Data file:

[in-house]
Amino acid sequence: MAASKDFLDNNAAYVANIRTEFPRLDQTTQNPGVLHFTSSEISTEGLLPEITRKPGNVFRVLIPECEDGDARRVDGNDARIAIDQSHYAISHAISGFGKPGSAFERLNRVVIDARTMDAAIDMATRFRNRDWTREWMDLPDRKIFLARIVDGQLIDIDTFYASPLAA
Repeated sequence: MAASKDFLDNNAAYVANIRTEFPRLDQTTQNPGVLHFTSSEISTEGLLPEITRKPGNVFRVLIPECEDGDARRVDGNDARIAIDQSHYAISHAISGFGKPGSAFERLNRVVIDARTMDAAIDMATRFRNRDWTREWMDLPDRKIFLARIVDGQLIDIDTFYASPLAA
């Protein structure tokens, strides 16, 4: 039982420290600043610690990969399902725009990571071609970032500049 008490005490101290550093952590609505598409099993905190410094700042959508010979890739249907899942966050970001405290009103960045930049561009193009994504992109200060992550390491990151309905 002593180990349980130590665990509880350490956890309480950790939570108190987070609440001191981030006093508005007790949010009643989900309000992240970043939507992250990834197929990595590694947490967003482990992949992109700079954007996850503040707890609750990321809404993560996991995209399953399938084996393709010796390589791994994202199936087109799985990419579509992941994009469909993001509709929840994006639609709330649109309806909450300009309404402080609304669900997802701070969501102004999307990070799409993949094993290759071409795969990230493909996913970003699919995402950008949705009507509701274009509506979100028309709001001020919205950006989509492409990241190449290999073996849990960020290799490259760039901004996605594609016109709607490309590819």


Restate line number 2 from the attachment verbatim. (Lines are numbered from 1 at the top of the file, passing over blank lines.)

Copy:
Amino acid sequence: MAASKDFLDNNAAYVANIRTEFPRLDQTTQNPGVLHFTSSEISTEGLLPEITRKPGNVFRVLIPECEDGDARRVDGNDARIAIDQSHYAISHAISGFGKPGSAFERLNRVVIDARTMDAAIDMATRFRNRDWTREWMDLPDRKIFLARIVDGQLIDIDTFYASPLAA